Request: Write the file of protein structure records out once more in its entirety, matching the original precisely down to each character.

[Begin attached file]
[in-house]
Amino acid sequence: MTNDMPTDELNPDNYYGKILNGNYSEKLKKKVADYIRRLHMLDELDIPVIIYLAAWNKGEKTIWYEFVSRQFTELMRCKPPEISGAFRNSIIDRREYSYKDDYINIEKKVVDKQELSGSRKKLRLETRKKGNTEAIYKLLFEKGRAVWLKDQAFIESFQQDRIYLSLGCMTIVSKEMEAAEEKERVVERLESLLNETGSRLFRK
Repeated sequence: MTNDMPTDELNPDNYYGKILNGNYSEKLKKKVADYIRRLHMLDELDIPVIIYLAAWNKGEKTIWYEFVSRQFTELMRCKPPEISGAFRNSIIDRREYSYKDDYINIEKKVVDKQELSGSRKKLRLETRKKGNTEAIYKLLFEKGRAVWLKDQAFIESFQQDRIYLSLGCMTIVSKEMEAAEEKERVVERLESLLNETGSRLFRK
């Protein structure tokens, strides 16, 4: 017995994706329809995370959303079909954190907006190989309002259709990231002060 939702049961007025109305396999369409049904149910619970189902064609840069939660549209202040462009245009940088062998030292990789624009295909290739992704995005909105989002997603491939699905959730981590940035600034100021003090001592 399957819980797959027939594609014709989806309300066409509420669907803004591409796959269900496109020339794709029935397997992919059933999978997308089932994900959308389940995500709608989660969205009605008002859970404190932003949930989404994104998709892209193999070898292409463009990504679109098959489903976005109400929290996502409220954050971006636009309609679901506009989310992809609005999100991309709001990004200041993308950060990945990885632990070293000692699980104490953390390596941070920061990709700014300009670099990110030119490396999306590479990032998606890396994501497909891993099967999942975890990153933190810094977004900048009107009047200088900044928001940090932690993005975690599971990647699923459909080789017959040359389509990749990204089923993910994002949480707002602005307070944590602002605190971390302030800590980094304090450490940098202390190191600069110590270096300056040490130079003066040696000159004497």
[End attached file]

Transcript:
[in-house]
Amino acid sequence: MTNDMPTDELNPDNYYGKILNGNYSEKLKKKVADYIRRLHMLDELDIPVIIYLAAWNKGEKTIWYEFVSRQFTELMRCKPPEISGAFRNSIIDRREYSYKDDYINIEKKVVDKQELSGSRKKLRLETRKKGNTEAIYKLLFEKGRAVWLKDQAFIESFQQDRIYLSLGCMTIVSKEMEAAEEKERVVERLESLLNETGSRLFRK
Repeated sequence: MTNDMPTDELNPDNYYGKILNGNYSEKLKKKVADYIRRLHMLDELDIPVIIYLAAWNKGEKTIWYEFVSRQFTELMRCKPPEISGAFRNSIIDRREYSYKDDYINIEKKVVDKQELSGSRKKLRLETRKKGNTEAIYKLLFEKGRAVWLKDQAFIESFQQDRIYLSLGCMTIVSKEMEAAEEKERVVERLESLLNETGSRLFRK
């Protein structure tokens, strides 16, 4: 017995994706329809995370959303079909954190907006190989309002259709990231002060 939702049961007025109305396999369409049904149910619970189902064609840069939660549209202040462009245009940088062998030292990789624009295909290739992704995005909105989002997603491939699905959730981590940035600034100021003090001592 399957819980797959027939594609014709989806309300066409509420669907803004591409796959269900496109020339794709029935397997992919059933999978997308089932994900959308389940995500709608989660969205009605008002859970404190932003949930989404994104998709892209193999070898292409463009990504679109098959489903976005109400929290996502409220954050971006636009309609679901506009989310992809609005999100991309709001990004200041993308950060990945990885632990070293000692699980104490953390390596941070920061990709700014300009670099990110030119490396999306590479990032998606890396994501497909891993099967999942975890990153933190810094977004900048009107009047200088900044928001940090932690993005975690599971990647699923459909080789017959040359389509990749990204089923993910994002949480707002602005307070944590602002605190971390302030800590980094304090450490940098202390190191600069110590270096300056040490130079003066040696000159004497």